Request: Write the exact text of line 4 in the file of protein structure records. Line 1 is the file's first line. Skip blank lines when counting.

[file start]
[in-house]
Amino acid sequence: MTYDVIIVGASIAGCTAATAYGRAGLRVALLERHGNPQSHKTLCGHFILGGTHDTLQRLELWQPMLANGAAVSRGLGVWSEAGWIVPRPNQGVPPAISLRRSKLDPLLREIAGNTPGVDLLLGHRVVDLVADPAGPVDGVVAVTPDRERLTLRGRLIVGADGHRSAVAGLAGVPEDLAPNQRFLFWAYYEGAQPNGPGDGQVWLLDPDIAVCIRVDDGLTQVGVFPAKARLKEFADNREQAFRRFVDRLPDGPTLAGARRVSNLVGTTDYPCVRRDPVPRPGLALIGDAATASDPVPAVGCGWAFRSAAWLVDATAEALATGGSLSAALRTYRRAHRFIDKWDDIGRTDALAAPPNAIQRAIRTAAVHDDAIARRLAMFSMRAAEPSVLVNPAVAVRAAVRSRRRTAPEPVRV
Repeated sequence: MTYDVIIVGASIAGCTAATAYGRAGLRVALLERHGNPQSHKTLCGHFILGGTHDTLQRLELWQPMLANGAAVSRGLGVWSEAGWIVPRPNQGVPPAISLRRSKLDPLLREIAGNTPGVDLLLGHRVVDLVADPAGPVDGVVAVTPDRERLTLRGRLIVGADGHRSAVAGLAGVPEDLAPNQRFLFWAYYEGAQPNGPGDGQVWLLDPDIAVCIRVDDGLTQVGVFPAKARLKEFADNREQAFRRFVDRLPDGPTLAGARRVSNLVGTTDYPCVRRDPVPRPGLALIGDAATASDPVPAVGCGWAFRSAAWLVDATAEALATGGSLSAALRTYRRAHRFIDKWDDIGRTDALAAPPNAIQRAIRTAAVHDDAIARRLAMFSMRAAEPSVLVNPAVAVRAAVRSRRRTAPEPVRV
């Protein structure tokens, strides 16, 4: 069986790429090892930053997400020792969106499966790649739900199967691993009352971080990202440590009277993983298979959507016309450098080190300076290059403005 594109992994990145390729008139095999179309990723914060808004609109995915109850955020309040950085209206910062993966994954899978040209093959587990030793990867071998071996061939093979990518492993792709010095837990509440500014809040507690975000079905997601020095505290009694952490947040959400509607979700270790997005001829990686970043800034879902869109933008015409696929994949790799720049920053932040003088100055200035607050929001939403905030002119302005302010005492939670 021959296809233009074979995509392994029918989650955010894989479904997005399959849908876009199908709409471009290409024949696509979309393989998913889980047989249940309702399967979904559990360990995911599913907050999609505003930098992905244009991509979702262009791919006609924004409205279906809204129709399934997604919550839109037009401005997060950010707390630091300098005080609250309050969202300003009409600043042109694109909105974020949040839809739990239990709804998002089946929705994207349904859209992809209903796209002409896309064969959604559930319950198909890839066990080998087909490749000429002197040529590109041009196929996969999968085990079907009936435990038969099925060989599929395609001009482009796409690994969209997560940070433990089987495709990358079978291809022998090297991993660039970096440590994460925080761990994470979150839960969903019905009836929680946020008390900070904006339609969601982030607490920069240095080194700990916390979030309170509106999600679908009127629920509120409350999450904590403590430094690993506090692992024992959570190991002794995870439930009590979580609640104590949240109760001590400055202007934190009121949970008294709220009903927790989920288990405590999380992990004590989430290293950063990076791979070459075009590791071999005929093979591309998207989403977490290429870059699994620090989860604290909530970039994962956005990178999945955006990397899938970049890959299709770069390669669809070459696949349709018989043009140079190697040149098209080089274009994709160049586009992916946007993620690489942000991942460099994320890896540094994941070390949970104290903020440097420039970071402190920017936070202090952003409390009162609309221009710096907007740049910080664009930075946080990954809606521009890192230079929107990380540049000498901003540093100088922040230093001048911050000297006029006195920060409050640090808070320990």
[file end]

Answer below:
């Protein structure tokens, strides 16, 4: 069986790429090892930053997400020792969106499966790649739900199967691993009352971080990202440590009277993983298979959507016309450098080190300076290059403005 594109992994990145390729008139095999179309990723914060808004609109995915109850955020309040950085209206910062993966994954899978040209093959587990030793990867071998071996061939093979990518492993792709010095837990509440500014809040507690975000079905997601020095505290009694952490947040959400509607979700270790997005001829990686970043800034879902869109933008015409696929994949790799720049920053932040003088100055200035607050929001939403905030002119302005302010005492939670 021959296809233009074979995509392994029918989650955010894989479904997005399959849908876009199908709409471009290409024949696509979309393989998913889980047989249940309702399967979904559990360990995911599913907050999609505003930098992905244009991509979702262009791919006609924004409205279906809204129709399934997604919550839109037009401005997060950010707390630091300098005080609250309050969202300003009409600043042109694109909105974020949040839809739990239990709804998002089946929705994207349904859209992809209903796209002409896309064969959604559930319950198909890839066990080998087909490749000429002197040529590109041009196929996969999968085990079907009936435990038969099925060989599929395609001009482009796409690994969209997560940070433990089987495709990358079978291809022998090297991993660039970096440590994460925080761990994470979150839960969903019905009836929680946020008390900070904006339609969601982030607490920069240095080194700990916390979030309170509106999600679908009127629920509120409350999450904590403590430094690993506090692992024992959570190991002794995870439930009590979580609640104590949240109760001590400055202007934190009121949970008294709220009903927790989920288990405590999380992990004590989430290293950063990076791979070459075009590791071999005929093979591309998207989403977490290429870059699994620090989860604290909530970039994962956005990178999945955006990397899938970049890959299709770069390669669809070459696949349709018989043009140079190697040149098209080089274009994709160049586009992916946007993620690489942000991942460099994320890896540094994941070390949970104290903020440097420039970071402190920017936070202090952003409390009162609309221009710096907007740049910080664009930075946080990954809606521009890192230079929107990380540049000498901003540093100088922040230093001048911050000297006029006195920060409050640090808070320990």